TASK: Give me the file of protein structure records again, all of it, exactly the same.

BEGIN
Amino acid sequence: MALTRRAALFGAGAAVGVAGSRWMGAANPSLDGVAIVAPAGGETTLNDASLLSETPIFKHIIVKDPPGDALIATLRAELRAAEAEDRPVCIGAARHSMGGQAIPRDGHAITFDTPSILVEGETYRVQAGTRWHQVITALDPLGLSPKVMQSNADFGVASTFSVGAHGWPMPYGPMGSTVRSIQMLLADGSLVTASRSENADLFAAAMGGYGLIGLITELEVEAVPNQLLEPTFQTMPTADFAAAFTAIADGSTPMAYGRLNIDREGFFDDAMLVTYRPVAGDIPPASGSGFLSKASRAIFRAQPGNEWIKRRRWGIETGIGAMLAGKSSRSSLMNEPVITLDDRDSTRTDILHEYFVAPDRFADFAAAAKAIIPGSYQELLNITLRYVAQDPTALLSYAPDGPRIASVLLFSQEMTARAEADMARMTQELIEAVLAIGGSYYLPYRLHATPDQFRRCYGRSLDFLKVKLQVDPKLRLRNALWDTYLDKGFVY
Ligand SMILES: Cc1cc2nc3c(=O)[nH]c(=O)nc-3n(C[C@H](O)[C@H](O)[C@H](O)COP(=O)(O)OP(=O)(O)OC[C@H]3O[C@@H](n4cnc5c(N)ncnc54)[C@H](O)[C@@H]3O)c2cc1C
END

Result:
Amino acid sequence: MALTRRAALFGAGAAVGVAGSRWMGAANPSLDGVAIVAPAGGETTLNDASLLSETPIFKHIIVKDPPGDALIATLRAELRAAEAEDRPVCIGAARHSMGGQAIPRDGHAITFDTPSILVEGETYRVQAGTRWHQVITALDPLGLSPKVMQSNADFGVASTFSVGAHGWPMPYGPMGSTVRSIQMLLADGSLVTASRSENADLFAAAMGGYGLIGLITELEVEAVPNQLLEPTFQTMPTADFAAAFTAIADGSTPMAYGRLNIDREGFFDDAMLVTYRPVAGDIPPASGSGFLSKASRAIFRAQPGNEWIKRRRWGIETGIGAMLAGKSSRSSLMNEPVITLDDRDSTRTDILHEYFVAPDRFADFAAAAKAIIPGSYQELLNITLRYVAQDPTALLSYAPDGPRIASVLLFSQEMTARAEADMARMTQELIEAVLAIGGSYYLPYRLHATPDQFRRCYGRSLDFLKVKLQVDPKLRLRNALWDTYLDKGFVY
Ligand SMILES: Cc1cc2nc3c(=O)[nH]c(=O)nc-3n(C[C@H](O)[C@H](O)[C@H](O)COP(=O)(O)OP(=O)(O)OC[C@H]3O[C@@H](n4cnc5c(N)ncnc54)[C@H](O)[C@@H]3O)c2cc1C